Reinfecting cats-during a test-was possible. Cats only got mild symptoms did not spread the virus. Unclear on long term immunity...

[url]https://www.wormsandgermsblog.com/2021/01/articles/animals/other-animals/susceptibility-of-wildlife-to-sars-cov-2/[/url] or https://www.wormsandgermsblog.com/2021/01/articles/animals/other-animals/susceptibility-of-wildlife-to-sars-cov-2/ 

Lots of wildlife does not get infected after exposure, some species did get infected without symptoms or virus spread. 

DJ-Variants may reach (wild) animals...the picture is only a small number of animals can catch the virus, some may only get slight infection, no symptoms...

That in itself-for now-is good news. If most animals do not get Covid19 minks and-to a limit-cats may be the exception. Mutations in/via animalspread for now may be a very small risk.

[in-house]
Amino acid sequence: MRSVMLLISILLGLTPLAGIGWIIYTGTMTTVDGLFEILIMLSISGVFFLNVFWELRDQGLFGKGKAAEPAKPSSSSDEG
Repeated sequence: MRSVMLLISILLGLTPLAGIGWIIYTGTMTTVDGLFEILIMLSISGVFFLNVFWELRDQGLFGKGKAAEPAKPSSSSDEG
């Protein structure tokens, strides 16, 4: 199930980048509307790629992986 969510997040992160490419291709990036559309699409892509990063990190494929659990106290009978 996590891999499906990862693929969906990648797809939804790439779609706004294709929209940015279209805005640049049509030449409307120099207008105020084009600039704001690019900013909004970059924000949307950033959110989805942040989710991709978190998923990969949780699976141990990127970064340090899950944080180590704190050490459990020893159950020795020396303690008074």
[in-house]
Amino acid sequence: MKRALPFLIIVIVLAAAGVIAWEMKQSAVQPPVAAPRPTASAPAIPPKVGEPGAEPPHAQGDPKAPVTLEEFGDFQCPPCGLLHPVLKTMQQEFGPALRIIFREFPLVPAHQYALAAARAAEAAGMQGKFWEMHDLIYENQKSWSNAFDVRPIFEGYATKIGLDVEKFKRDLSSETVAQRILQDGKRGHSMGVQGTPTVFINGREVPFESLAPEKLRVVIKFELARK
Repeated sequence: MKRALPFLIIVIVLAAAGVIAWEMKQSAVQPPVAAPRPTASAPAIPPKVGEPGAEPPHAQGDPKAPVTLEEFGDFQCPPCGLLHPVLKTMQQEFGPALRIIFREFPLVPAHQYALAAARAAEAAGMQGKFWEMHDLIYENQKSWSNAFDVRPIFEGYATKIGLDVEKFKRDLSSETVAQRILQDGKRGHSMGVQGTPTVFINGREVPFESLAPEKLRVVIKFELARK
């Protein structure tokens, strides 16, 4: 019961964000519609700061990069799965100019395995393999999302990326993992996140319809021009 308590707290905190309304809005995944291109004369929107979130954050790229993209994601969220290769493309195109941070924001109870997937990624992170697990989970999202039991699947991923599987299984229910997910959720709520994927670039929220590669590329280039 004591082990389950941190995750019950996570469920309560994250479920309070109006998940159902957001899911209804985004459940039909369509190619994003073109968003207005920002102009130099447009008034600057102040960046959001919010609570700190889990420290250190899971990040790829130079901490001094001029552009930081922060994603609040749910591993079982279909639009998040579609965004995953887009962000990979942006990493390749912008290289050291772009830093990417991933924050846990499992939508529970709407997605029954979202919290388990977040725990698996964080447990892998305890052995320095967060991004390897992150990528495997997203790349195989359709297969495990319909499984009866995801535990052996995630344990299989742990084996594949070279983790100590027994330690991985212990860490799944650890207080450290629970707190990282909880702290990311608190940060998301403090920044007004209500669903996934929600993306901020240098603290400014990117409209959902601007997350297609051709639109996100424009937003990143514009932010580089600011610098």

We cannot solve our problems with the same thinking we used when we created them.
~Albert Einstein
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Post Options Post Options   Thanks (0) Thanks(0)   Quote Dutch Josh Quote  Post ReplyReply Direct Link To This Post Posted: February 10 2021 at 12:14am

[url]https://www.wormsandgermsblog.com/2021/02/articles/animals/cats/routine-testing-of-pets-exposed-to-owners-with-covid-19-south-korea/[/url] or https://www.wormsandgermsblog.com/2021/02/articles/animals/cats/routine-testing-of-pets-exposed-to-owners-with-covid-19-south-korea/

There’s an interesting report that pets of people with COVID-19 in Seoul, Korea (and soon other areas) will be tested for SARS-CoV-2 for free, if the pets are showing signs of compatible illness. This comes on the heels of the (unsurprising) identification of an infected kitten in the city at the end of January, which was the first (confirmed) infection in an animal in Korea. It’s an interesting response, and it’s nice to see.